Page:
Facebook has bet a lot on its VR dream. The industry has become the butt of a few jokes in the past couple of years as hype has deflated, but there’s been no question that the tech is interesting — the question has been whether it’s sustainably cool. Oculus made a gamble on the high-end three years ago, but the $399 standalone Quest is where they see whether that bet was worth it.
In a lot of ways, this is a VR headset built in the spirit of the Nintendo Switch.* Performance is secondary to the depth of user experience and ease of use. It’s vastly easier to get this out of the box and start playing with tracked VR than any other VR headset I’ve used; it takes minutes the first time you take it out of the box and seconds in subsequent uses.
You don’t need a PC, you don’t need to connect a cable to anything, you don’t need to stress. The Quest nails experience.
Things I like:
- Great overall experience; picking up the headset and getting into VR takes a minute.
- ^ That.
- ^^ That again.
- Great library of launch titles.
- Battery life is better than expected.
Things I don’t like:
- OLED screen suffers same pixelated look as original Rift, LCD displays in Rift S and Go appear crisper, especially for things like text legibility.
- Near-ear speakers are generally poor quality; you’ll probably want headphones.
- Total tracking volume for controllers could be better.
How does it feel?
The Insight tracking system does well for the most part; it’s the only choice for a standalone headset, so there’s no point comparing it to the fidelity of outside-in tracking systems. It performs well and the headset-tracking was was generally flawless; the controller-tracking was a bit more mixed as the cameras frequently lost sight of the controllers during gameplay.
There are some cool little things that this tracking system integrates, like shifting to a passthrough camera when you walk outside of your Guardian safe space so you have a sense of where you are.
The performance of the mobile chipset certainly doesn’t offer a PC experience, but the user experience has been fine-tuned so well that you forgive its shortcomings. Oculus certainly seems to get the most of the Snapdragon 835, which powers the headset, but Rift users will realize within 10 seconds that this is a lower class of device, even if some of the titles are the same. That’s not to say that the experiences look bad, but expectations that Oculus eked desktop performance out of the chipset that powered the Galaxy S8 should be heavily tempered.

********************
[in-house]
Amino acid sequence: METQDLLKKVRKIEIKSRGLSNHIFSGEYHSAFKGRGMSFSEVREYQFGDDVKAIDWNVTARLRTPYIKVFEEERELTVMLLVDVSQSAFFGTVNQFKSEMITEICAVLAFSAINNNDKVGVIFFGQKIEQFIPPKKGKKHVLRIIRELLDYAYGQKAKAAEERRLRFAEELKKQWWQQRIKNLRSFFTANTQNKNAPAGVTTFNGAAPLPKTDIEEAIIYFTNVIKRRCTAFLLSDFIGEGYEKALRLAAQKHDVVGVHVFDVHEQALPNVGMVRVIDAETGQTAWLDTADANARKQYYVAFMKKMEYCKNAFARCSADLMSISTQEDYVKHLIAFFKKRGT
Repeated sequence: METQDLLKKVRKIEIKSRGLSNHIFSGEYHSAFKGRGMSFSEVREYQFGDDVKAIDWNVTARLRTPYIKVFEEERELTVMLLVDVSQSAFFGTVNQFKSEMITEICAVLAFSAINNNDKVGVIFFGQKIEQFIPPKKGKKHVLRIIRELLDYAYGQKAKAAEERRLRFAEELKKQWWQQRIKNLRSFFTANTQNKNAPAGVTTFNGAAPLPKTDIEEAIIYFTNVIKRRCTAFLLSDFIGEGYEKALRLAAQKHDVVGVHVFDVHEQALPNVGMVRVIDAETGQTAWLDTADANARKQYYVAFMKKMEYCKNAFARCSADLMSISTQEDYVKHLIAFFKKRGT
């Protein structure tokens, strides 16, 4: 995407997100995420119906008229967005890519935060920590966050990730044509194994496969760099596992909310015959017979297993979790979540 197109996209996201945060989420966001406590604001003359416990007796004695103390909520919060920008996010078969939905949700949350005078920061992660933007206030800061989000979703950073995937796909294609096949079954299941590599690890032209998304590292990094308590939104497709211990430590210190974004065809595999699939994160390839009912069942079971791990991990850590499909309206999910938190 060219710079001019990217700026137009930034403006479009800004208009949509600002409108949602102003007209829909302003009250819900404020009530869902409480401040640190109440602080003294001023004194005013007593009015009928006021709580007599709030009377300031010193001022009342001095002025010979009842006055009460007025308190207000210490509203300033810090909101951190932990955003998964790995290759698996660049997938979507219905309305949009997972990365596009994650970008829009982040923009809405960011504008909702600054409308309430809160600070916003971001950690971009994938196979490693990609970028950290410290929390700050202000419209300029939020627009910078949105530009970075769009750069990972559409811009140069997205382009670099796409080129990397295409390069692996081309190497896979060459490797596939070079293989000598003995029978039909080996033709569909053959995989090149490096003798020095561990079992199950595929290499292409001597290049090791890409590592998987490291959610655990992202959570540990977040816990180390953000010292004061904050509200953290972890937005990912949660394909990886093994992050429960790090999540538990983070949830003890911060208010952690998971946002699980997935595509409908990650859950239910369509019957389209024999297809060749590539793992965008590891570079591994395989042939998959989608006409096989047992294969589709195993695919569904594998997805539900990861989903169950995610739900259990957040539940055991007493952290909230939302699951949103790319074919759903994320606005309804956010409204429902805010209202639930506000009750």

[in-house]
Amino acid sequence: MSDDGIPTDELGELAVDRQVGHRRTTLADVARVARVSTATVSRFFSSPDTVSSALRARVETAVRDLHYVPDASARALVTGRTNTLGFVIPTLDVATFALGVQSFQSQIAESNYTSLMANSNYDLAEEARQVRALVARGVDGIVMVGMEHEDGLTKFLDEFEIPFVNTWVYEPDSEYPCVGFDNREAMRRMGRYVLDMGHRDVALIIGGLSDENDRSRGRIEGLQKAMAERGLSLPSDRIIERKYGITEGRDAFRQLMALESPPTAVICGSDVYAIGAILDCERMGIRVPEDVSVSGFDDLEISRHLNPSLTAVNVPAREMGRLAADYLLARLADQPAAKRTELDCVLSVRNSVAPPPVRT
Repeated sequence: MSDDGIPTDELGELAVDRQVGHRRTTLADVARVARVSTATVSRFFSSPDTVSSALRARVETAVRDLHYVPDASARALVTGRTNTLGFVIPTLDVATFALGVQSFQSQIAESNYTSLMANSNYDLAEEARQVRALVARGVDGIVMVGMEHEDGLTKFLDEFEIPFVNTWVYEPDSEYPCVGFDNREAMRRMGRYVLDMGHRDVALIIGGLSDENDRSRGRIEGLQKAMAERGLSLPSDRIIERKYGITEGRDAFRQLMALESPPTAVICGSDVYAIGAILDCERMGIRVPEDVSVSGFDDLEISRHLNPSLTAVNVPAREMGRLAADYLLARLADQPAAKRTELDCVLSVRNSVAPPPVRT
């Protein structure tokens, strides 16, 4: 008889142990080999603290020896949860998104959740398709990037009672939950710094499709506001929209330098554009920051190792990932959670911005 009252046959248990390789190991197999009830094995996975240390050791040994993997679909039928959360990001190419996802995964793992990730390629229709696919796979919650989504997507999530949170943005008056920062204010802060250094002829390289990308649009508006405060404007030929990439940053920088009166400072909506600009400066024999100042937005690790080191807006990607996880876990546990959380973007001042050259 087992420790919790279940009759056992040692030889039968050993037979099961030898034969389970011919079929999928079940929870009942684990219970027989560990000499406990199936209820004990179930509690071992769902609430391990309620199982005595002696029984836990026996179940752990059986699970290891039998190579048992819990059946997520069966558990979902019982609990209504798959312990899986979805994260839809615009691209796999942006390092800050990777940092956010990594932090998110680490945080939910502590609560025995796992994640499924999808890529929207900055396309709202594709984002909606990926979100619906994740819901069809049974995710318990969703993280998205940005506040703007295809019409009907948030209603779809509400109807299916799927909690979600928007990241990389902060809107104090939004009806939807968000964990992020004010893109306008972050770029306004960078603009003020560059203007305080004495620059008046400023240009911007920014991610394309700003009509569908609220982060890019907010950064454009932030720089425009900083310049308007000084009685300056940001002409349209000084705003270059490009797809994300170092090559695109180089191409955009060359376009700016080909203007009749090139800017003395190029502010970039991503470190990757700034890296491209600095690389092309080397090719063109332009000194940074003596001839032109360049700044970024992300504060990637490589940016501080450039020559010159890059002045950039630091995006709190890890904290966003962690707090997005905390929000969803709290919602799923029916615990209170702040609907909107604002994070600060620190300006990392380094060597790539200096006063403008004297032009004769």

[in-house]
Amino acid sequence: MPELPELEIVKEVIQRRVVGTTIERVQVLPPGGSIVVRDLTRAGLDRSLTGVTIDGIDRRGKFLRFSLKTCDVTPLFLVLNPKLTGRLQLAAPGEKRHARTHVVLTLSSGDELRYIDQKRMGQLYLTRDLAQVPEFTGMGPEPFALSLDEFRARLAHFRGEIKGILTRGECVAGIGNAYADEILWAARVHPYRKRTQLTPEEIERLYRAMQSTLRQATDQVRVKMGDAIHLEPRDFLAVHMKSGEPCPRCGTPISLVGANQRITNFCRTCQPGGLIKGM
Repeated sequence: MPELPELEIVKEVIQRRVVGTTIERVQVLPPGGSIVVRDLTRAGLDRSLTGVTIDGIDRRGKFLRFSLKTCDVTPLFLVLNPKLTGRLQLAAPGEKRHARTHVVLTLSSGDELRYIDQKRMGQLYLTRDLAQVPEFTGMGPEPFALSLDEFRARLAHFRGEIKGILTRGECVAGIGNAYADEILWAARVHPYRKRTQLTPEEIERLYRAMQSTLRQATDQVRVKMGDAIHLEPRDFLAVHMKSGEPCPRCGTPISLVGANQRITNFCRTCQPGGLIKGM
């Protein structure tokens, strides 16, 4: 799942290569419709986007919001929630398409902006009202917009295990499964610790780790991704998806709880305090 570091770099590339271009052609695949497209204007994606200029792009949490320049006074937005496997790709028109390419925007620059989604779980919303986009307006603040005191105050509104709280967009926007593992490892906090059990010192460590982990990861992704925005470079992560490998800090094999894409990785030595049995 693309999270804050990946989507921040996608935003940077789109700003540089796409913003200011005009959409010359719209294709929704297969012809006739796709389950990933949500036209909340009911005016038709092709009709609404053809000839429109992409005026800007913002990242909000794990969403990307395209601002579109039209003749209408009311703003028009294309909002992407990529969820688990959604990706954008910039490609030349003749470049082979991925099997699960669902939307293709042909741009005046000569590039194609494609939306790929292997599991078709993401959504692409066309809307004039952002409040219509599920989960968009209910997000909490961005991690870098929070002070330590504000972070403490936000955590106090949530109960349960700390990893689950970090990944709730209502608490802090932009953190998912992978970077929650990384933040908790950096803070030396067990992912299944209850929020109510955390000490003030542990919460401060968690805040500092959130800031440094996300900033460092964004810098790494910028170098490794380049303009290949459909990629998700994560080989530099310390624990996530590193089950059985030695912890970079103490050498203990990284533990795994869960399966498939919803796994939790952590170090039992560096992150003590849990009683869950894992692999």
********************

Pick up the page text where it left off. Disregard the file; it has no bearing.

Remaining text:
There are more than 50 titles in the Quest store at launch. I got access to a handful, including favorites like Beat Saber and Superhot VR. Oculus has a great line-up. The games may offer less fidelity in detail but they feel full-featured all the same.
The display and optics are adequate, though things aren’t as crisp as one might hope — the pixel layout falls victim to the “screen-door effect,” where you can basically see the space between pixels quite clearly. This isn’t the case with even the budget Oculus Go.
The battery life is better than I was expecting. Oculus says you can expect about two hours of heavy gaming and three hours of media watching; this seems to be a conservative estimate based on my experience. This is still a machine that you leave plugged in at all times in-between uses; using it while tethered to an external battery pack isn’t the worst, though.
The headset may not be the most powerful, but it is doubtlessly the new flagship VR product from Facebook. The company outsourced design of its PC-powered Rift S headset to Lenovo because the high-end isn’t where Oculus needs to find new customers; the Quest is a bet on going mainstream, and from my experience, it seems to be a worthwhile bet.
* Now, before you sound off in the comments. Yes, Nintendo has created a cardboard Labo VR holder for the Nintendo Switch, but the Nintendo Switch is just a Switch, it’s not the Switch of VR.